Thursday, April 5, 2012

40 Things #38: The Eucharist

***This post is part of my 40 Things I Love About Catholicism series.  Click here to read more!*** 

While they were eating, Jesus took bread, said the blessing, broke it, and giving it to his disciples said, "Take and eat; this is my body."  Then he took a cup, gave thanks, and gave it to them, saying, "Drink from it, all of you, for this is my blood of the covenant, which will be shed on behalf of many for the forgiveness of sins." (Matthew 26:26-28)

Today is Holy Thursday, the first day of the Triduum and a day when we especially remember the events of the Last Supper, Jesus' agony in the garden, and his arrest.  For Catholics, the sacrifice of the Last Supper is not something we remember only today, but at every Mass celebrated every day throughout the world:
"At the Last Supper, on the night when He was betrayed, our Savior instituted the Eucharistic sacrifice of His Body and Blood. He did this in order to perpetuate the sacrifice of the Cross throughout the centuries until He should come again, and so to entrust to His beloved spouse, the Church, a memorial of His death and resurrection: a sacrament of love, a sign of unity, a bond of charity, a paschal banquet in which Christ is eaten, the mind is filled with grace, and a pledge of future glory is given to us." (Sacrosanctum Concilium 47, Pope Paul VI)

Catholics have always believed that the Eucharist is truly and miraculously the body and blood of Christ.  When we say that it is his body and blood, we do not mean the body and blood of his dead corpse -- rather, we mean the body and blood of his crucified, resurrected body, miraculously unbound by space and time.  All of the Church fathers believed in and taught the True Presence.  For example, Justin Martyr wrote in AD 150:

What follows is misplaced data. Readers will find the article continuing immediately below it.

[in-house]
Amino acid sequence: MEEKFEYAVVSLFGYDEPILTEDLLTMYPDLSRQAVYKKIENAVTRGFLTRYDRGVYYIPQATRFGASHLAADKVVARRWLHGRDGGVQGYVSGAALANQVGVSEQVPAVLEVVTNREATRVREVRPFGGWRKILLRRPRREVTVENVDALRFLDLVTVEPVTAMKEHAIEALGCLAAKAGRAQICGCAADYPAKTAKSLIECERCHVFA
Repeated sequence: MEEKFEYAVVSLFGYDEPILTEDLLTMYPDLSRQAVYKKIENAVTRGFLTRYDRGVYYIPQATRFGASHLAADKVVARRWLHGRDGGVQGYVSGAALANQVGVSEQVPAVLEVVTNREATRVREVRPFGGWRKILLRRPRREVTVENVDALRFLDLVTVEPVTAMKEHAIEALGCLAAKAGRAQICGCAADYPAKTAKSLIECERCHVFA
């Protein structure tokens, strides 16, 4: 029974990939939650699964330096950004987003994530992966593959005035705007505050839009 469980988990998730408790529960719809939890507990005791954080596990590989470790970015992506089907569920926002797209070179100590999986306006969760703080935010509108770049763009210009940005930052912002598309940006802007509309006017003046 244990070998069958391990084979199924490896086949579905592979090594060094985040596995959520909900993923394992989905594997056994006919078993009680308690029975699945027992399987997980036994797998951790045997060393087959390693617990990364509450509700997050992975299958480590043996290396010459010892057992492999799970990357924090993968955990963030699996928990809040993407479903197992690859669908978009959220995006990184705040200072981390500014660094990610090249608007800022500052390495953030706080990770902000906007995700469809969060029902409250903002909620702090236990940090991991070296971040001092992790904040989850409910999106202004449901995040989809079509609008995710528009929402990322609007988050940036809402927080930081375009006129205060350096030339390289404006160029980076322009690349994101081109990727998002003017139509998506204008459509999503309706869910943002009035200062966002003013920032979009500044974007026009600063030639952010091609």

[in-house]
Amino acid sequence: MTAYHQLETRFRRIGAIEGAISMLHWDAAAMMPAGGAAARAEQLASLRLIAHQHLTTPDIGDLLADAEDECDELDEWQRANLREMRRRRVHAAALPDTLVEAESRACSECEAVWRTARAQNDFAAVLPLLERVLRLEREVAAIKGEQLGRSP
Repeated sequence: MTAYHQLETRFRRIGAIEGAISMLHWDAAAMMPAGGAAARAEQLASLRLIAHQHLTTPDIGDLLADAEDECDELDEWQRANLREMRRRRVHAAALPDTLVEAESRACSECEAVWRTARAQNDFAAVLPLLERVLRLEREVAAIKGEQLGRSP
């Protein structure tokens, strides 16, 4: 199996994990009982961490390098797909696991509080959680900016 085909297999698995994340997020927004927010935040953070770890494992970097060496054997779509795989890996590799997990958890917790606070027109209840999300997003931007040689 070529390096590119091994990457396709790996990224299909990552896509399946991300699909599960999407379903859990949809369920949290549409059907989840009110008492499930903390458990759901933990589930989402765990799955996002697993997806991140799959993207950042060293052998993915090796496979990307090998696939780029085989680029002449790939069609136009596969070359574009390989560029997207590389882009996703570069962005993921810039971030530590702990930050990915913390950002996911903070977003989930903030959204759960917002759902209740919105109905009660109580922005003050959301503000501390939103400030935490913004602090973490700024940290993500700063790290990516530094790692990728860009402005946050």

We call this food Eucharist, and no one else is permitted of it, except one who believes our teaching to be true....For not as common bread or common drink do we receive these; but since Jesus Christ our Savior was made incarnate by the Word of God and had both flesh and blood for our salvation, so too, we have been taught, the food which has been made into the Eucharist by the Eucharistic prayer set down by both the flesh and the blood of that incarnated Jesus.  (First Apology)
The Eucharistic presence was taught by St. Irenaeus of Lyons (late second century), St. Athanasius (fourth century), St. Cyril of Jerusalem (fourth century), St. Augustine (fifth century), and St. Thomas Aquainas (thirteenth century).  But even earlier, St. Paul wrote about the Eucharist in his first letter to the Corinthians:
The cup of blessing that we bless, is it not participation in the blood of Christ?  The bread that we break, is it not a participation in the body of Christ? (1 Corinthians 10:16)
For as often as you eat this bread and drink the cup, you proclaim the death of the Lord until he comes.  Therefore whoever eats the bread and drinks the cup of the Lord unworthily will have to answer for the body and blood of the Lord. (1 Corinthians 11:26-27)
And before St. Paul wrote about the Eucharist, before the Eucharist was instituted at the Last Supper, Jesus taught about it, the day after he performed the miracles of multiplying the loaves (John 6:1-15) and walking on water (John 6:16-21):